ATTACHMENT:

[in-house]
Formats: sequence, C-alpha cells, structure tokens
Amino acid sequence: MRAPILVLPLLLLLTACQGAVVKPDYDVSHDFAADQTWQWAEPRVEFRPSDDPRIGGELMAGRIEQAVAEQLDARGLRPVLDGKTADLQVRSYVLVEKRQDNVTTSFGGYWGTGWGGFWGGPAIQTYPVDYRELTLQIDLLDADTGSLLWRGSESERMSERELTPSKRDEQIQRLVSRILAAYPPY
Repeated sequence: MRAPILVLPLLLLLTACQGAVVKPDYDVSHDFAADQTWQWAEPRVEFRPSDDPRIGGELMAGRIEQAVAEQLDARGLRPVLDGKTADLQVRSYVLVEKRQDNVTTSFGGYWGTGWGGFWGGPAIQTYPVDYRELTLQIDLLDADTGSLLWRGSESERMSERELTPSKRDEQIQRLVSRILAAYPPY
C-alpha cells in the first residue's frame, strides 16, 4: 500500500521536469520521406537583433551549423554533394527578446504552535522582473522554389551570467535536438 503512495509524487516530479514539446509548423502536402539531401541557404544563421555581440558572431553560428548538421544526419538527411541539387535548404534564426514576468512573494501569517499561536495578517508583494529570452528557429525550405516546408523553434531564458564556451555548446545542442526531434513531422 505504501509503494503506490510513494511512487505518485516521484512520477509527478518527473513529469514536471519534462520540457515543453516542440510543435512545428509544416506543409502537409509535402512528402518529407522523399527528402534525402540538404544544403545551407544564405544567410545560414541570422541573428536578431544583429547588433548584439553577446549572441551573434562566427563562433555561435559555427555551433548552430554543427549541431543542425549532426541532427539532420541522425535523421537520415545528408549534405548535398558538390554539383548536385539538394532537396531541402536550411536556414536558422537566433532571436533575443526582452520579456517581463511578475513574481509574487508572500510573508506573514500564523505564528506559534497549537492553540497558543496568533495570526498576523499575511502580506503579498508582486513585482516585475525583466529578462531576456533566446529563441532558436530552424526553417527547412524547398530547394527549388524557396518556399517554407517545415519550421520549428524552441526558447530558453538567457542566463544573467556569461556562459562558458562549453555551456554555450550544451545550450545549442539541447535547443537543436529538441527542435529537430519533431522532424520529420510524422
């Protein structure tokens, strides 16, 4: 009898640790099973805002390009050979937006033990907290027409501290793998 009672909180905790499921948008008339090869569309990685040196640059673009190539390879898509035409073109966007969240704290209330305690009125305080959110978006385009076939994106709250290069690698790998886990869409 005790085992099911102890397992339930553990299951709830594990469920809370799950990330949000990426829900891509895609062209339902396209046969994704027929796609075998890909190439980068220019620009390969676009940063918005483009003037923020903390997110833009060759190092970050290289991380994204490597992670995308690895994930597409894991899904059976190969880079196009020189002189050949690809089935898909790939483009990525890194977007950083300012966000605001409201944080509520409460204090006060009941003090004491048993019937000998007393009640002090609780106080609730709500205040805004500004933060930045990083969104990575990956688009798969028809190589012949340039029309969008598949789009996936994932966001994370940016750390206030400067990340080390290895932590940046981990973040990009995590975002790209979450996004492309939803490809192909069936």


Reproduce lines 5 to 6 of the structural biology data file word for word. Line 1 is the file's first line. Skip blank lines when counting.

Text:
C-alpha cells in the first residue's frame, strides 16, 4: 500500500521536469520521406537583433551549423554533394527578446504552535522582473522554389551570467535536438 503512495509524487516530479514539446509548423502536402539531401541557404544563421555581440558572431553560428548538421544526419538527411541539387535548404534564426514576468512573494501569517499561536495578517508583494529570452528557429525550405516546408523553434531564458564556451555548446545542442526531434513531422 505504501509503494503506490510513494511512487505518485516521484512520477509527478518527473513529469514536471519534462520540457515543453516542440510543435512545428509544416506543409502537409509535402512528402518529407522523399527528402534525402540538404544544403545551407544564405544567410545560414541570422541573428536578431544583429547588433548584439553577446549572441551573434562566427563562433555561435559555427555551433548552430554543427549541431543542425549532426541532427539532420541522425535523421537520415545528408549534405548535398558538390554539383548536385539538394532537396531541402536550411536556414536558422537566433532571436533575443526582452520579456517581463511578475513574481509574487508572500510573508506573514500564523505564528506559534497549537492553540497558543496568533495570526498576523499575511502580506503579498508582486513585482516585475525583466529578462531576456533566446529563441532558436530552424526553417527547412524547398530547394527549388524557396518556399517554407517545415519550421520549428524552441526558447530558453538567457542566463544573467556569461556562459562558458562549453555551456554555450550544451545550450545549442539541447535547443537543436529538441527542435529537430519533431522532424520529420510524422
């Protein structure tokens, strides 16, 4: 009898640790099973805002390009050979937006033990907290027409501290793998 009672909180905790499921948008008339090869569309990685040196640059673009190539390879898509035409073109966007969240704290209330305690009125305080959110978006385009076939994106709250290069690698790998886990869409 005790085992099911102890397992339930553990299951709830594990469920809370799950990330949000990426829900891509895609062209339902396209046969994704027929796609075998890909190439980068220019620009390969676009940063918005483009003037923020903390997110833009060759190092970050290289991380994204490597992670995308690895994930597409894991899904059976190969880079196009020189002189050949690809089935898909790939483009990525890194977007950083300012966000605001409201944080509520409460204090006060009941003090004491048993019937000998007393009640002090609780106080609730709500205040805004500004933060930045990083969104990575990956688009798969028809190589012949340039029309969008598949789009996936994932966001994370940016750390206030400067990340080390290895932590940046981990973040990009995590975002790209979450996004492309939803490809192909069936």